Sunshine Aids Colorado Evacuations; 38 Dead in Mexico From Manuel and Ingrid

By: Dr. Jeff Masters , 2:42 PM GMT on September 17, 2013

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After nine consecutive days with rain, skies have finally cleared over flood-ravaged Boulder, Colorado. Flooding from the past week's rains have killed at least seven, destroyed over 1,500 homes, damaged 18,000 homes, and caused close to $1 billion in damage, according to insurance broker Aon Benfield. Over 70 bridges have been damaged or destroyed, and hundreds of roads damaged, including major sections of U.S. Highways 34, 36 and 72. Clear skies are forecast for the remainder of the week, which will allow rescue helicopters to safely operate to evacuate the hundreds of people still trapped in mountain towns cut off by the rockslides, collapsed bridges, and destroyed roads. The rains that fell early Monday morning in Boulder officially put the city over its all-time annual precipitation record with three and a half months left in the year. Boulder has been deluged with 30.13" so far this year; the previous record was 29.93", set in 1995.


Figure 1. A raging waterfall destroys a bridge along Highway 34 east of Estes Park, Colorado, on September 15, 2013. (AP Photo/Colorado Heli-Ops, Dennis Pierce)


Figure 2. Damage to Highway 34 along the Big Thompson River, on the road to Estes Park, Colorado. Image credit: Colorado National Guard.


Figure 3. A field of parked cars and trucks sits partially submerged near Greeley, Colorado, Saturday, Sept. 14, 2013, as debris-filled rivers flooded into towns and farms miles from the Rockies (AP Photo/John Wark).

A 1-in-1,000 year flood and rainfall event
The Colorado Emergency Management Agency reported that “Some areas in Larimer County experienced a 100-year flood and other areas experienced a 1,000-year flood. It all depends on where the heaviest rain fell. Areas with more extensive damage experienced the 1,000 year flooding.” The U.S. Geological Survey office in Colorado called the flood of Boulder Creek in the city of Boulder as at least a 1-in-100-year event. In the towns of Lyons and Estes Park, officials separately described the current event in each area as a 1-in-500-year flood. According to Bob Henson of the National Center for Atmospheric Research in Boulder, 17.16" of rain fell in the past week in Boulder. Using about a century of precipitation records, NOAA has constructed a Precipitation Frequency Data Server, which estimates how often we might expect to see extreme rainfall events recur. For Boulder, a 5.87" rain event in one week has an average recurrence interval of once every 1,000 years. The city received almost triple that amount of rain over the past week--a truly extreme and rare weather event.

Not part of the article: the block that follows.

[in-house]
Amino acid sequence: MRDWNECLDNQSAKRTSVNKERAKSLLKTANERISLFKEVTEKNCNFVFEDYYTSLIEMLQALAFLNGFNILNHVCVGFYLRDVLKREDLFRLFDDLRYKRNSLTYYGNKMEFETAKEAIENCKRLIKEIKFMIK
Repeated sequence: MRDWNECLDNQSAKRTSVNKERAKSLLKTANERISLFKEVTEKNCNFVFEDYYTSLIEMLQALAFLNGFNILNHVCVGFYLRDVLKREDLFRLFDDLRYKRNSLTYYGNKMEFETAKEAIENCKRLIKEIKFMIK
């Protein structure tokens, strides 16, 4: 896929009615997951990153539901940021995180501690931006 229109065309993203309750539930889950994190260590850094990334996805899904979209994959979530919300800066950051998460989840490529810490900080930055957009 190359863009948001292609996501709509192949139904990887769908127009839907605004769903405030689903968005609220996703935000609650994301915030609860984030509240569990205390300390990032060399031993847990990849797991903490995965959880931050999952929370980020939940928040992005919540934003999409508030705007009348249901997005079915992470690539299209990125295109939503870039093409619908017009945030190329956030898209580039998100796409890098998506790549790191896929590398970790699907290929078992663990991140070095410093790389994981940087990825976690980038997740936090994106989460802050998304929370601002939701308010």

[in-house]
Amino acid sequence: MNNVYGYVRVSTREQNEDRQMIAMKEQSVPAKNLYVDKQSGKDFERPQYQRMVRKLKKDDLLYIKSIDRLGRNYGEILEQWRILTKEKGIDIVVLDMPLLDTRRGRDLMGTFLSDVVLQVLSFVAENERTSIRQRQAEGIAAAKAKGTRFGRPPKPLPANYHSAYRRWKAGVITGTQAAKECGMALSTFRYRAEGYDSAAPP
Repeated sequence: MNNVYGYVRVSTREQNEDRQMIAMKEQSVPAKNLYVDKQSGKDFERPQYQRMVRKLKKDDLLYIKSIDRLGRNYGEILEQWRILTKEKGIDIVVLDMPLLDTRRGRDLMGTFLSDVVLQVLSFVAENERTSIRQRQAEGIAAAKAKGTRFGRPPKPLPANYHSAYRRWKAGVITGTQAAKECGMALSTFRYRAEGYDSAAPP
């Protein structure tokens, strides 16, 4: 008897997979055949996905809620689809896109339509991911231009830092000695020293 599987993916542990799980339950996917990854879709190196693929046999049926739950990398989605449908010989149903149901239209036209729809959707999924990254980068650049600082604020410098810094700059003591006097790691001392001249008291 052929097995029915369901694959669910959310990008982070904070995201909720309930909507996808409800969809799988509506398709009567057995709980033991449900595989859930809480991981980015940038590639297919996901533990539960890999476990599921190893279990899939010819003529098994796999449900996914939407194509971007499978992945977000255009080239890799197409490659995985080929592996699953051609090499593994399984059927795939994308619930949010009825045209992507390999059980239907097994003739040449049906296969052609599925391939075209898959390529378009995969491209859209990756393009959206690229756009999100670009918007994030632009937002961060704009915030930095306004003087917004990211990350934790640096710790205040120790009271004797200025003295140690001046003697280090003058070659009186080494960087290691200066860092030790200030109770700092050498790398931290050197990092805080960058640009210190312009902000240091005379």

As extreme as the 2013 Colorado flood was, there are two flood events in Colorado history that compare. One was the June 1965 flood that hit the Colorado Front Range, causing $4 billion in damage (adjusted for inflation.) Colorado's deadliest flood on record was the Big Thompson Flood of 1976, which killed 145 people between Estes Park and Loveland. More than 12" of rain fell in just three hours, causing a flood rated at between a 500-year and 1,000-year event.


Figure 4. The rains that fell in a 24-hour period ending at 12 pm MDT September 13, 2013 over regions near Boulder, Colorado were the type of rains with a 0.2% chance of falling in a particular year, or once every 500 years (purple colors), according to MetStat, Inc. (http://www.metstat.com.) MetStat computed the recurrence interval statistics based on gauge-adjusted radar precipitation and frequency estimates from NOAA Atlas 14 Volume 8, published in 2013 (http://dipper.nws.noaa.gov/hdsc/pfds/.) MetStat does not supply their precipitation recurrence interval forecasts or premium analysis products for free, but anyone can monitor the real-time analysis (observed) at: http://metstat.com/solutions/extreme-precipitation-index-analysis/

Colorado's rains set to cause record flooding in Nebraska
Much of the water from the past week's record rains in Colorado have funneled into the South Platte River, which flows eastwards in Nebraska. A 10 - 11' high flood crest is headed downriver, and is setting all-time flood height records as it heads east. By Wednesday night, the crest will reach western Nebraska at Roscoe, where the flood waters may cover Interstate 80, unless sandbagging efforts to protect the highway are done. Interstate 80 is one of the two most heavily traveled transcontinental highways in the United States.


Figure 5. Observed and predicted flood heights on the South Platte River in Western Nebraska, where an all-time record flood is expected on Wednesday. Records at this gauge go back 30 years. Image credit: NOAA/

Links
Bob Henson of the National Center for Atmospheric Research in Boulder summarizes the great flood.

Wunderblogger Dr. Ricky Rood has a home in Boulder, and discusses his take on the flood.

Colorado’s ‘Biblical’ Flood in Line with Climate Trends by Andrew Freedman of Climate Central.

Wunderground weather historian Christopher C. Burt discusses how this year's flood compares to previous Colorado floods in his latest post.

A map of Boulder flood zones and detailed history of previous floods in the area may be found here.


Video 1. A slow-motion mudslide pours into Boulder Creek, Colorado on September 14, 2013.

Ingrid and Manuel kill 38 in Mexico; Invest 95L headed for Bay of Campeche